What Happens When You Default On a Loan? How To Avoid Defaulting a Loan
Taking a loan often seems to be easy, especially when backed with high credit scores. However, finances at times don’t work out as planned due to job losses, lost wages and emergencies. In the worst-case scenarios, defaulting on loans is usually inevitable even to the most responsible borrowers.
What is a Defaulted Loan?
A loan is said to in default whenever borrowers struggle and fail to make payments as agreed with the lender. In this case, successive payments have been missed over the course of weeks or even months. In some cases, you could be considered to be in default on missing one payment.
However, because debt collection is an expensive process, lenders tend to go slow on borrowers when just one payment is missed. Lenders and other loan servicers allow a grace period before they start penalizing borrowers on missed payments on loans.
Once one or two payments on a loan are missed, a new chain of events often comes into play, and a lender can invoke measures to try and recoup the outstanding debt. In addition, loan defaults kick start a wave of events, which in most cases affect credit scores and ultimately the wallet.
The Effects of Defaulting on Loans
Low Credit scores
Loan defaults always have a substantial and long-lasting drop on a borrower’s credit score. For starters, lenders report loan defaulters to credit bureaus, who in return lower borrower’s credit scores presenting them as high risk.
Depending on how high a credit score is and how long a loan default is, credit bureaus’ actions could considerably hurt the scores. For instance, paying a mortgage two months late could result in credit score dropping by up to 130 points and could take more than five years to recover fully.
Collateral Loss Risk
For loans secured with collateral, the lender can swing into action by seizing the assets used as collateral. For example, if you used a car as collateral, the lender can repossess it. The asset would then be auctioned, in a bid to recoup part of the outstanding debt. Some of the loans mostly backed by collateral include mortgage loans, auto loans and secured personal loans.
For unsecured personal loans, the consequences of loan defaults vary in severity depending on the loan type. In extreme cases, a lender may opt to garnish wages in a bid to recoup part of the outstanding debt. This type of action mostly affects student loans.
Impact on Loan Cosigner
Loan defaults affect not only the debtor but also the co-signer. A co-signer is simply the person who signed as a loan guarantor. In most cases, a loan default would often affect the credit score or the co-signer as much as the debtor.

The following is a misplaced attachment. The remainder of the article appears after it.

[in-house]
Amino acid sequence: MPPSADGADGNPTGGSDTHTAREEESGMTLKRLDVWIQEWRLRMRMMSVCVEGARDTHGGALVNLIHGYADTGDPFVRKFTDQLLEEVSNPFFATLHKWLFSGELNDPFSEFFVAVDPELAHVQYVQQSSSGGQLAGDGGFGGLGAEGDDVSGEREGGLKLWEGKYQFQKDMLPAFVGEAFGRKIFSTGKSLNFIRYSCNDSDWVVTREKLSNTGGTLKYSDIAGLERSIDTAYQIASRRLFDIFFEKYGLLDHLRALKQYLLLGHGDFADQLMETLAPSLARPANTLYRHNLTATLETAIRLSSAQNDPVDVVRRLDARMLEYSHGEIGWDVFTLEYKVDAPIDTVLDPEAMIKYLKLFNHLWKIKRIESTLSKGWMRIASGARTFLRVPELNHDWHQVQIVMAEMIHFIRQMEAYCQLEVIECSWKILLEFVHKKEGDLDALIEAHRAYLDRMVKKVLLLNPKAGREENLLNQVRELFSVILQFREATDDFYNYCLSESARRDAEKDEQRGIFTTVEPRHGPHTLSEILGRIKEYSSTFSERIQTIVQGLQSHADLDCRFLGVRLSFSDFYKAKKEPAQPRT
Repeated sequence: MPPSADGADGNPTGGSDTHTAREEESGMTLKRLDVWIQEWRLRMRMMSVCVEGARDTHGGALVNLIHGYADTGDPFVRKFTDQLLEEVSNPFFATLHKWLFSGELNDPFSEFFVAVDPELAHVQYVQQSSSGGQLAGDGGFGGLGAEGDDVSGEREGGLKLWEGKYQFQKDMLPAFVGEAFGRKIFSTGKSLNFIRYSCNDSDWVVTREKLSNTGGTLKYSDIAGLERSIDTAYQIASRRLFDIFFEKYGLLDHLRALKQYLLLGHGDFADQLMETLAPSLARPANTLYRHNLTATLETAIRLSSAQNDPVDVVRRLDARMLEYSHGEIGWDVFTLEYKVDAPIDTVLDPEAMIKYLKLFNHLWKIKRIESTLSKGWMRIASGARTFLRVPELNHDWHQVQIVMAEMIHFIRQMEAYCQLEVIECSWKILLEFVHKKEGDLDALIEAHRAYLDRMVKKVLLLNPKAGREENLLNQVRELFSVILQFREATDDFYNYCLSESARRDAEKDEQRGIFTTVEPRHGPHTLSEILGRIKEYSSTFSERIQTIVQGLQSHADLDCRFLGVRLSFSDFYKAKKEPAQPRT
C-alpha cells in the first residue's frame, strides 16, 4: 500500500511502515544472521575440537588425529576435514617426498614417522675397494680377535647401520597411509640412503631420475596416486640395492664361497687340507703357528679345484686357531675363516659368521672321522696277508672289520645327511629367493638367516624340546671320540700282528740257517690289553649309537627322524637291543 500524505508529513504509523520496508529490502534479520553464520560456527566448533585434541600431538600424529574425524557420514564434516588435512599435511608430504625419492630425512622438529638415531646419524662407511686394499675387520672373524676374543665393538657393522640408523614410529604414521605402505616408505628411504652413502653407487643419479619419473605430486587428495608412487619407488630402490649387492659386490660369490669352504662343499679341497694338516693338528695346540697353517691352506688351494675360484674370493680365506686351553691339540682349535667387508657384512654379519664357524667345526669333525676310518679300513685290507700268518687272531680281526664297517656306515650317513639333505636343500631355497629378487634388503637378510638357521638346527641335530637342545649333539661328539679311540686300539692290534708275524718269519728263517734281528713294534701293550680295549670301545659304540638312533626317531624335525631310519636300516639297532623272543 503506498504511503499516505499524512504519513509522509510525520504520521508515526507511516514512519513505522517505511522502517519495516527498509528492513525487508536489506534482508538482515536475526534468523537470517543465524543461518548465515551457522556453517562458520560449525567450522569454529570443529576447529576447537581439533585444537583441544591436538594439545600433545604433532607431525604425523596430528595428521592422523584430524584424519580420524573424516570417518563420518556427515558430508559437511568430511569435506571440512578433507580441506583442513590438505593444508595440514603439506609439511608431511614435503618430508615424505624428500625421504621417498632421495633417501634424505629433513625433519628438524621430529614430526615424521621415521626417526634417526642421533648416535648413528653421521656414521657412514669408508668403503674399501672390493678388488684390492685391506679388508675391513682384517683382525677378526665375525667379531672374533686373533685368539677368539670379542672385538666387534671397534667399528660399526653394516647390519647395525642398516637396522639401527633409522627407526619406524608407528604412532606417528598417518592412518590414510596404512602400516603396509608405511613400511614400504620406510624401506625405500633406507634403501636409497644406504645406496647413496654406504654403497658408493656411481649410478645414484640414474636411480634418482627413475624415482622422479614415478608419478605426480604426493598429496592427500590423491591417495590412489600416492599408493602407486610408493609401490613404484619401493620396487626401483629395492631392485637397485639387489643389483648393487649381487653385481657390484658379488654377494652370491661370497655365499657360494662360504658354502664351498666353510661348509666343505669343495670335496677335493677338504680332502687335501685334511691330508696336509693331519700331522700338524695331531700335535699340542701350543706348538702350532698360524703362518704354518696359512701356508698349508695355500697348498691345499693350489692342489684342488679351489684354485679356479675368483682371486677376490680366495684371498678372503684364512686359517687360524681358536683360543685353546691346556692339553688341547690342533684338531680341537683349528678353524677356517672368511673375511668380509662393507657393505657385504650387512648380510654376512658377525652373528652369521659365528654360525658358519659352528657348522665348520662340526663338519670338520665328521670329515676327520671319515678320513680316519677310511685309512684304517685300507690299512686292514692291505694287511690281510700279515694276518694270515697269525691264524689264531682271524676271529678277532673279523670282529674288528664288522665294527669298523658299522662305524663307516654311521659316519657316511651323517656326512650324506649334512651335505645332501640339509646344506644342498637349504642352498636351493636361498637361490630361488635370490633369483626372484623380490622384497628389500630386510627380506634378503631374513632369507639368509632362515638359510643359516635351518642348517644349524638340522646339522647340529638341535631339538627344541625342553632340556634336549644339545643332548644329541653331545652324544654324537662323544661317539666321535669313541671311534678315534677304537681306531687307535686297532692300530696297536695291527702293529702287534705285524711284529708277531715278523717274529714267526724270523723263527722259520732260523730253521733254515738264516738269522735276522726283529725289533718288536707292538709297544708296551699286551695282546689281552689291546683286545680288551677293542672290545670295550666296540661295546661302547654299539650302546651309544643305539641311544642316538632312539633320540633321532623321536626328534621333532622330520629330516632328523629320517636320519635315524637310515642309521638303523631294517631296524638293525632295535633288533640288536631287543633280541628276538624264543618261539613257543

Debt collectors Harassment
Debt collectors are some of the dreaded people in the loan business. Lenders often engage the services of these people in the attempt to recouping the outstanding debt. While good at their job, debt collectors are not known to be good to debtors, given the harassment they often tend to inflict
The following are the steps you can take to avoid defaulting on a loan.
Understand the loan agreement
The kind of loan agreement that a borrower enters with a lender determines a great deal how successful they will be in making timely payments. Therefore, before signing any agreement, it is important to understand the loan agreement and the type of loan on offer.
It is important to grasp the costs of getting the loan, the interest rate, as well as the repayment terms for the loan. Likewise, it is important to only borrow what one can pay and what is acceptable based on
Have Sufficient Balance
While taking a loan, it is vital to ensure there is sufficient balance that can be used to make loan payments in case something goes wrong. The idea is to have some money set aside that can be used to make loan payments in case of emergencies while awaiting a given revenue stream to come through. In this case, it is important to ensure enough headroom so that loan repayments are not missed.
A Budget Is A Must
Once you have taken a loan, focusing on making payments ought to be the priority. To do so, budget tightening ought to come into play in a bid to come up with some money that would go a long way in trimming the loan outstanding.
Living on a budget should not be seen as a means of depriving oneself of the pleasures of life. Instead, it should be living within one’s means as a way of generating some money on the side in a bid to make timely loan payments.
Contact your Loan Servicer
Making timely loan repayments can be challenging especially during harsh economic times. If that was to happen, it would be prudent to contact a loan servicer before defaulting. A loan servicer would help you understand some of the options available to avoid defaulting on loan payments.
Don’t Take Another Loan
Some people who have found themselves close to defaulting on a loan have opted to borrow elsewhere in a bid to repay another loan. Taking another loan to repay another loan amounts to a Ponzi scheme and is a dangerous game that should be avoided at all costs.
Track Debts and Ask For Help
Tracking debts is important for people who have taken more than one loan. By tracking, it becomes easy to create a single form that details each debt and what it entails. In case one is in a financial hole, seeking assistance from family members would be the right call to avert loan default.
Defaulting on a loan leads to serious consequences. The specifics vary depending on the situation leading to a slump in credit scores, repositions of collateral or garnishing of wages. Harassment by debt collectors is the last thing you can ever wish even on your worst enemy.
Likewise, if you feel you are having trouble making payments and close to a default, the best thing is to reach out to your lender in advance. While it is tough and embarrassing, it may turn out to be the best way to save oneself from the embarrassment and anguish down the road.